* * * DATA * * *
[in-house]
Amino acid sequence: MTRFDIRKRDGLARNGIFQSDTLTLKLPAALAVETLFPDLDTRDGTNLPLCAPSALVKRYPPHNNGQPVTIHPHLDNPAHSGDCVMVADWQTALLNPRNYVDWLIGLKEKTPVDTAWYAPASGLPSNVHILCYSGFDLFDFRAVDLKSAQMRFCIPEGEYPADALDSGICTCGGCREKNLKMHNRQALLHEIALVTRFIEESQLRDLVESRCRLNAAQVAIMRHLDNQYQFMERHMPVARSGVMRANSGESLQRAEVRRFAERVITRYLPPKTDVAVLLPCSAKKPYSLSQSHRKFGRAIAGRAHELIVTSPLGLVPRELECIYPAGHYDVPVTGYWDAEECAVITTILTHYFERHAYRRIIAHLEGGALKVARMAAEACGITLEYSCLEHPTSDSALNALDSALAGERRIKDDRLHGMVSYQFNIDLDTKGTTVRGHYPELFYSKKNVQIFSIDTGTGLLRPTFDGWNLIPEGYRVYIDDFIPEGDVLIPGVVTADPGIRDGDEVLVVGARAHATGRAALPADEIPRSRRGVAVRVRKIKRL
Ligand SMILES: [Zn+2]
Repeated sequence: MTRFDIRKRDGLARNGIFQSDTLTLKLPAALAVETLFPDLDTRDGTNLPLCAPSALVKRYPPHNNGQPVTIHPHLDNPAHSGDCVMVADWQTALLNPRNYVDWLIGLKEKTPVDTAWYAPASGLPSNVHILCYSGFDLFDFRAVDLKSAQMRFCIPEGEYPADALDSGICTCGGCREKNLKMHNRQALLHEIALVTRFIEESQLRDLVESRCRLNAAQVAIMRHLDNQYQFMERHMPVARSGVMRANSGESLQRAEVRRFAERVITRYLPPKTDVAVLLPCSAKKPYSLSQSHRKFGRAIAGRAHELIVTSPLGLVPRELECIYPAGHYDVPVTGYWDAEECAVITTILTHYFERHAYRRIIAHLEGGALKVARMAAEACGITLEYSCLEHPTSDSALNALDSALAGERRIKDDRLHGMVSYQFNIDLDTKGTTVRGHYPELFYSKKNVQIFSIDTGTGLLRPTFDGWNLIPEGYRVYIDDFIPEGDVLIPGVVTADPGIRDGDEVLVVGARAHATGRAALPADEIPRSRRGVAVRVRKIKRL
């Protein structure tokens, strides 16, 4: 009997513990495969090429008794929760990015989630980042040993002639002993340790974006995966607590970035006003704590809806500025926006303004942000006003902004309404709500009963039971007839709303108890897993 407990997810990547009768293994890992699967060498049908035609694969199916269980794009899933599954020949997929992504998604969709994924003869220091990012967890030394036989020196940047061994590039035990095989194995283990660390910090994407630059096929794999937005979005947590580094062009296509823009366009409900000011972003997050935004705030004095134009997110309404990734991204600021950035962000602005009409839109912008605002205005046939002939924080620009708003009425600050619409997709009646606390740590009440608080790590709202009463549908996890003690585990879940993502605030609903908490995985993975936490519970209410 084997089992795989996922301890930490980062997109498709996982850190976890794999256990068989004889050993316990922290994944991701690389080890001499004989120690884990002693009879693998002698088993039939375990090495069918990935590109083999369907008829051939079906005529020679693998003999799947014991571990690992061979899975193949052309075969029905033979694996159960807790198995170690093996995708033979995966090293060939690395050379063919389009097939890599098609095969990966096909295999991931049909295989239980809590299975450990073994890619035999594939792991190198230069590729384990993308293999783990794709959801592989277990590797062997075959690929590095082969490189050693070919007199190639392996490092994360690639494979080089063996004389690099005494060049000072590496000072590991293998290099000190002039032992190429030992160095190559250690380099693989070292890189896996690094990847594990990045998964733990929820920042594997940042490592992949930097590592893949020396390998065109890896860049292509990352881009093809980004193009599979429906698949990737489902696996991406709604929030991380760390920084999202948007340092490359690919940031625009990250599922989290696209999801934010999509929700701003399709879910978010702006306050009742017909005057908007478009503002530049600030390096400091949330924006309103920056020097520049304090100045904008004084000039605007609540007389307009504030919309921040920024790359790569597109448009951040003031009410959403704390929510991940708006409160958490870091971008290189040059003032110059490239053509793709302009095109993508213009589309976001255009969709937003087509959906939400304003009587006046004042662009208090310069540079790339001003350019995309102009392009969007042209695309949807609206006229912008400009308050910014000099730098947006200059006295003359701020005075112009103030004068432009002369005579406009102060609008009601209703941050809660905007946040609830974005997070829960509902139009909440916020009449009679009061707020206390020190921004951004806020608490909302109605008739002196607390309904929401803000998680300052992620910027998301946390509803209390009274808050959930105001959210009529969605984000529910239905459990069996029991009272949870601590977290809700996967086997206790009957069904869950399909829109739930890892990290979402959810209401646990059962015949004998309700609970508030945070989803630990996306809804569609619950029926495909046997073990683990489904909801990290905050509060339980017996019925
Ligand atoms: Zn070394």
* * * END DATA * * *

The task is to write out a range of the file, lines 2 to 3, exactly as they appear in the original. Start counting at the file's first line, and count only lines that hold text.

Amino acid sequence: MTRFDIRKRDGLARNGIFQSDTLTLKLPAALAVETLFPDLDTRDGTNLPLCAPSALVKRYPPHNNGQPVTIHPHLDNPAHSGDCVMVADWQTALLNPRNYVDWLIGLKEKTPVDTAWYAPASGLPSNVHILCYSGFDLFDFRAVDLKSAQMRFCIPEGEYPADALDSGICTCGGCREKNLKMHNRQALLHEIALVTRFIEESQLRDLVESRCRLNAAQVAIMRHLDNQYQFMERHMPVARSGVMRANSGESLQRAEVRRFAERVITRYLPPKTDVAVLLPCSAKKPYSLSQSHRKFGRAIAGRAHELIVTSPLGLVPRELECIYPAGHYDVPVTGYWDAEECAVITTILTHYFERHAYRRIIAHLEGGALKVARMAAEACGITLEYSCLEHPTSDSALNALDSALAGERRIKDDRLHGMVSYQFNIDLDTKGTTVRGHYPELFYSKKNVQIFSIDTGTGLLRPTFDGWNLIPEGYRVYIDDFIPEGDVLIPGVVTADPGIRDGDEVLVVGARAHATGRAALPADEIPRSRRGVAVRVRKIKRL
Ligand SMILES: [Zn+2]